He said the Republic of Fiji Military Force had been raising security concerns with the government, in particular the introduction of controversial bills and policies "that divided the nation now and will have very serious consequences for future generations. These concerns have been conveyed to the Prime Minister in all fairness and sincerity with the country's interest at heart. Apparently all Republic of Fiji Military Force concerns were never accepted with the true spirit. All my efforts to the government were to no avail. Instead they turned their attention on the Republic of Fiji Military Force itself. Despite my advice, they tried to remove me and tried to create dissension within the ranks of the Republic of Fiji Military Force, the institution that stood up and redirected the nation from the path of doom that the nation was led in 2000."

He said the Republic of Fiji Military Force throughout this impasse has wanted to resolve this matter constitutionally, legally and expeditiously.

"The Republic of Fiji Military Force could have carried out unconstitutional and illegal activities, but had not done so and will not do so. It believes in the rule of law and shall adhere to the Constitution. It not only adheres to the rule of law and Constitution, but more importantly believes in adherence to the spirit of the law and the Constitution," he said.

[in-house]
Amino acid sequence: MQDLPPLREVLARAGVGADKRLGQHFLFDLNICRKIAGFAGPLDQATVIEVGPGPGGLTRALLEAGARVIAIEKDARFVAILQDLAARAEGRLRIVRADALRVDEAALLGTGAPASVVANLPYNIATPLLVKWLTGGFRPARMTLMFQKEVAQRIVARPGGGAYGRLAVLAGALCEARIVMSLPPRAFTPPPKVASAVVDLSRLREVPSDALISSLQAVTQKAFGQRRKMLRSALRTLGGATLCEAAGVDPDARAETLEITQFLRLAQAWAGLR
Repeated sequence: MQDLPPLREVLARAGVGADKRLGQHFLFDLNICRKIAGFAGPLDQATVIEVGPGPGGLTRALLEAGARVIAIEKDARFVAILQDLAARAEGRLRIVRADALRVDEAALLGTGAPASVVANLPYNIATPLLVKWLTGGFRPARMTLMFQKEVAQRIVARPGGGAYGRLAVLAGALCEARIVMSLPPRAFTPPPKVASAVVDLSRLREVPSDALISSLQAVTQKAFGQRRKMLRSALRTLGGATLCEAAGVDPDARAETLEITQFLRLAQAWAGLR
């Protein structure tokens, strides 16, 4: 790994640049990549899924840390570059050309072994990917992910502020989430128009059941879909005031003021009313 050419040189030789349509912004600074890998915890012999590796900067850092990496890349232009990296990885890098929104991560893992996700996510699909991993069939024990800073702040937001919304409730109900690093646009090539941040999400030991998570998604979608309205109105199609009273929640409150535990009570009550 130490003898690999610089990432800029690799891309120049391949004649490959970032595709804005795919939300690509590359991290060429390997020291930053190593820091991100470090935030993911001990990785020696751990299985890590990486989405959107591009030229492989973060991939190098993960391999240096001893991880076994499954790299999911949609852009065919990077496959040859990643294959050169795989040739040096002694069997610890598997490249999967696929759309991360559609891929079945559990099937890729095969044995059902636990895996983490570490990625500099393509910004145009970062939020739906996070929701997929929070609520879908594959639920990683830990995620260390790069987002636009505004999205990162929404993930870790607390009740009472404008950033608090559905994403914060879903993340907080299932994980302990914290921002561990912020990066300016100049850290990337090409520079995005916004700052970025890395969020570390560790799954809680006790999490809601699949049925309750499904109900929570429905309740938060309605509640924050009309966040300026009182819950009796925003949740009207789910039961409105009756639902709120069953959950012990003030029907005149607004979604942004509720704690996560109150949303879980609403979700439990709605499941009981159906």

"Our position can be differentiated from the Qarase government which for example through the passing of the Reconciliation, Qoliqoli and Land Claims bills will undermine the Constitution, deprive many citizens of their rights guaranteed under the Constitution and compromise and undermine the integrity of the constitutional offices including the Judiciary. The Republic of Fiji Military Force not only believes in the Constitution, but it also believes and adheres to constitutionalism. Accordingly subject to the prevailing conditions, all our constitutional offices, the judiciary and other arms of government are to function as they normally would. Given the legal, constitutional and indeed defensible basis of this necessary action, all citizens of this country, including now former Prime Minister Laisenia Qarase, our neighbors and the international community should remain calm, and support and work together for the betterment of our beloved nation and its people," the army chief said.